One rule for you, one rule for the rest…

Inspired by John Naughton.

Picture this – one dentist manages to lose one set of notes of one patient, who was one month old, who had made one visit to the practice as an emergency and treatment consisted of examination and parental reassurance. The notes are passed to a recognised third party for disposal but turn up on a patch of waste ground. The CQC and the GDC would be involved and that dentist would probably go through months of anxiety whilst it was decided how big the case was for them to answer.

Meanwhile…. “sometime between mid-May and July, Equifax was hacked via a security flaw in the Apache Struts software that it used to build its web applications. The flaw, which gave hackers an easy way to take control of sensitive sites, had been fixed on 6 March and patches were made available to every organisation that used Struts. That meant, as various commentators pointed out, that Equifax’s IT department had the tools to plug the security holeand two months in which to do it. For some reason, they didn’t.

As a result, the hackers were able to steal the personal information of 143 million Americans. It is the most important financial data available on any citizen – names, dates of birth, social security numbers, home addresses and in some instances a lot more, including credit card details of more than 200,000 US consumers (and some UK consumers). It’s everything you need to engage in identity theft on an epic scale. “On a scale of 1 to 10 in terms of risk to consumers,” said a fraud analyst at consultancy firm Gartner, “this is a 10.””….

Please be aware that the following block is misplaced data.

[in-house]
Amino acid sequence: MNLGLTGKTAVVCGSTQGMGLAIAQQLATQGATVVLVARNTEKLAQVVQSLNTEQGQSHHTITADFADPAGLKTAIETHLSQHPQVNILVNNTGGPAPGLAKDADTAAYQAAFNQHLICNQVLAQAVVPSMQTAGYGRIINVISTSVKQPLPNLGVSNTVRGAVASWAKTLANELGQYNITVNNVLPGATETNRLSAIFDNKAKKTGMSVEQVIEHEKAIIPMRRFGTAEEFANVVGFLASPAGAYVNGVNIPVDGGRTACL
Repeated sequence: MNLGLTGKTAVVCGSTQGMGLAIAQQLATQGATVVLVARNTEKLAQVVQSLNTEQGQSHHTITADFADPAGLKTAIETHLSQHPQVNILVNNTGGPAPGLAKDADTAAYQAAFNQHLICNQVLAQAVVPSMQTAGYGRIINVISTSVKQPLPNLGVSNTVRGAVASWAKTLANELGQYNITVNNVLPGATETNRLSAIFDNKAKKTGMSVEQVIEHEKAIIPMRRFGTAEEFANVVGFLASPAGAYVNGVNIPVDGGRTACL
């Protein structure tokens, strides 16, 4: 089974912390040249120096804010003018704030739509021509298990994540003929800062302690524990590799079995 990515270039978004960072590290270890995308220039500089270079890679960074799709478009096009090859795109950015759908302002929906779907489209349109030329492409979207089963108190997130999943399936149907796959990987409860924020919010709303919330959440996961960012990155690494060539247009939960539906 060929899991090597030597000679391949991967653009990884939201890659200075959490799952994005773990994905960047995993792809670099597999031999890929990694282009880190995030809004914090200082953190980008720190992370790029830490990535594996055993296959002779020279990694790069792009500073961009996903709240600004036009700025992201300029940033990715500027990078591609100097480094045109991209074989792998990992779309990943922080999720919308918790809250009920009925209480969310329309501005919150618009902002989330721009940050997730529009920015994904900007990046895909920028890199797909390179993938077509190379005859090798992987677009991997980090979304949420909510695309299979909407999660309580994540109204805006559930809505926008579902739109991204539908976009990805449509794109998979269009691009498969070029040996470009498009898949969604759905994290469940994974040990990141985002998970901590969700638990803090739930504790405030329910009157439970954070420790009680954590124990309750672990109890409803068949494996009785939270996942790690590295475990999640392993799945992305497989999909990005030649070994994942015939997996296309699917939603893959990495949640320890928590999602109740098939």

…Equifax discovered the breach on 29 July, but didn’t reveal it publicly until 7 September, no doubt because the internal investigation was long and complex. During that period, however, three of its senior executives unloaded shares in the company valued at $1.8m. But this, apparently, was completely coincidental: the poor dears (who included the chief financial officer) were not aware that an intrusion had occurred when they sold their shares. 

…..if some poor unfortunate forgets to pay a library fine and then discovers that they can’t get a loan because a check on Equifax’s database reveals the payment lapse, well… that’s just tough. If you want to understand the populist revolt, then this is a good place to start.

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The Monday Morning Quote #442

“The solutions are all simple – after you have arrived at them.

But they’re simple only when you know already what they are.”

Robert M. Pirsig